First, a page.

Wednesday, February 4, 2015

At the beginning of European Settlement

The aims of this blog are none too lofty.  It simply acts as a repository of maps and photographs of the Mid-Atlantic that I find interesting, making it less of a chore to track them down in the future.  The focus will certainly be on Maryland, but my focus will drift at times. 

A good place to begin with any study of Mid-Atlantic maps would be the Nova Virginiae Tabula.  Hondius published this document in 1630.  John Smith's 1612 maps provided a great basis for this work.  Scores of forgotten place names, villages, towns, and American Indian are scattered across the region and, perhaps, provide us with some reflection about how much European settlement altered this country. 

Although hundreds had settled down in Virginia by the time this document was published (including my own family line in 1619, the Woodsons), it proved to be one of the most important maps for this seemingly new world, stoking great interest in American colonization.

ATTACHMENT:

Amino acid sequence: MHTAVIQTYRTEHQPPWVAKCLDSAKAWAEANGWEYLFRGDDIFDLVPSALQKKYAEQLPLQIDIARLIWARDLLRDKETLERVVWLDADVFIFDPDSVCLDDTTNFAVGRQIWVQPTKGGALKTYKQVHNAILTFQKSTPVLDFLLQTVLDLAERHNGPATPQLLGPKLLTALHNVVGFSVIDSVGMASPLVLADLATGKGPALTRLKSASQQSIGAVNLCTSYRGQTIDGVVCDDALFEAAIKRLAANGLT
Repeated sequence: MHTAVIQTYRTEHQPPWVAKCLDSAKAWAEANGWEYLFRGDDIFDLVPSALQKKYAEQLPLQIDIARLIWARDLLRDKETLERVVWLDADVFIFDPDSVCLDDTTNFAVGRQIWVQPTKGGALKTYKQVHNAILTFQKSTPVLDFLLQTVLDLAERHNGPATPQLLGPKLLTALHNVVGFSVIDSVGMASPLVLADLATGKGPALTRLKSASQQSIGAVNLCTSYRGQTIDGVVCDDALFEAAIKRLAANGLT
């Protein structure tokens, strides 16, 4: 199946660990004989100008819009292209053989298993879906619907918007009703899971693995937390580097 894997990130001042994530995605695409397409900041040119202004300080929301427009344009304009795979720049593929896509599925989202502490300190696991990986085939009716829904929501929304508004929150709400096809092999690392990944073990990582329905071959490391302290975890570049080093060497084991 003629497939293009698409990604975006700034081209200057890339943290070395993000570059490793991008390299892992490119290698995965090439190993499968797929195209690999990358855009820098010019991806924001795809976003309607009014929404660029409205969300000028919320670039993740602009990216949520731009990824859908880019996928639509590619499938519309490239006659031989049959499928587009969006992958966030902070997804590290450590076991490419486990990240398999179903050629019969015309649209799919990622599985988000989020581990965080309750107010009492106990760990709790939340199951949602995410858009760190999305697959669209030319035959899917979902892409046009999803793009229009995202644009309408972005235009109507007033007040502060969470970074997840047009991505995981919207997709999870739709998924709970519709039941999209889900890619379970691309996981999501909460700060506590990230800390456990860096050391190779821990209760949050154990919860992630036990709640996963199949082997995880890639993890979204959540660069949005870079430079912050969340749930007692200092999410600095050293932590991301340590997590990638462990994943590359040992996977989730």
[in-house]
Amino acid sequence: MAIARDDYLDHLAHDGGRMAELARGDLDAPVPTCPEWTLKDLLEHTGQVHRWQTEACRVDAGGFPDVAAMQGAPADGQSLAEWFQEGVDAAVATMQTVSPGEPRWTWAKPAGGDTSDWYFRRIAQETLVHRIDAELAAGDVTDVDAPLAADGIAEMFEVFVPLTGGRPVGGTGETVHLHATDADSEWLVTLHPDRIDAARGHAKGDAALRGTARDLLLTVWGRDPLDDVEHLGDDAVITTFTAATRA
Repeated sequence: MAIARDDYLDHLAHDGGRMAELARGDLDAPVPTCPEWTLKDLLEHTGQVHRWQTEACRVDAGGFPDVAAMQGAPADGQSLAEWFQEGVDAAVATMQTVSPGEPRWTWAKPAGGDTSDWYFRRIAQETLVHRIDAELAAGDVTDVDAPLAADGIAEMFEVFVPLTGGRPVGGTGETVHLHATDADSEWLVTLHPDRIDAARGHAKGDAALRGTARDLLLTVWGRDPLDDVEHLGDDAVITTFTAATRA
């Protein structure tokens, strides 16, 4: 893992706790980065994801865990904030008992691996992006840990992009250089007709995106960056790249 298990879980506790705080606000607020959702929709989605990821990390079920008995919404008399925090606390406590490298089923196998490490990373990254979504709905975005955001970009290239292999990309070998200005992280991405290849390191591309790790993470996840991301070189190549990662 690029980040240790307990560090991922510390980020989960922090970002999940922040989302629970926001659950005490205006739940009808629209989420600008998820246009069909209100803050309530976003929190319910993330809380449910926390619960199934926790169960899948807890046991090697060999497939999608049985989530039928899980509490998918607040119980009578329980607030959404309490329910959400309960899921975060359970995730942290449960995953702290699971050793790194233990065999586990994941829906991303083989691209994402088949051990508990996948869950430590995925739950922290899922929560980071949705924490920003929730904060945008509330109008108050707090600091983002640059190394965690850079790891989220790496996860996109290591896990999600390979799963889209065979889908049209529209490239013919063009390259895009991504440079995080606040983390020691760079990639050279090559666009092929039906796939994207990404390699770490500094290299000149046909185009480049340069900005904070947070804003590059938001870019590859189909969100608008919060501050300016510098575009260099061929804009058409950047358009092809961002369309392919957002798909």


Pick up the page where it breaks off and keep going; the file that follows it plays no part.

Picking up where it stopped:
What I enjoy about older maps are the curious renderings on the map.  For instance, the map makers decided to make the Eastern Shore quite mountainous when it is anything but.  I recognize that the task is quite great for an individual who has never seen these lands to create a map like this.  However, how wondrous and terrifying it must have been for colonists and explorers who ventured into these lands with only maps like this to help with navigating.

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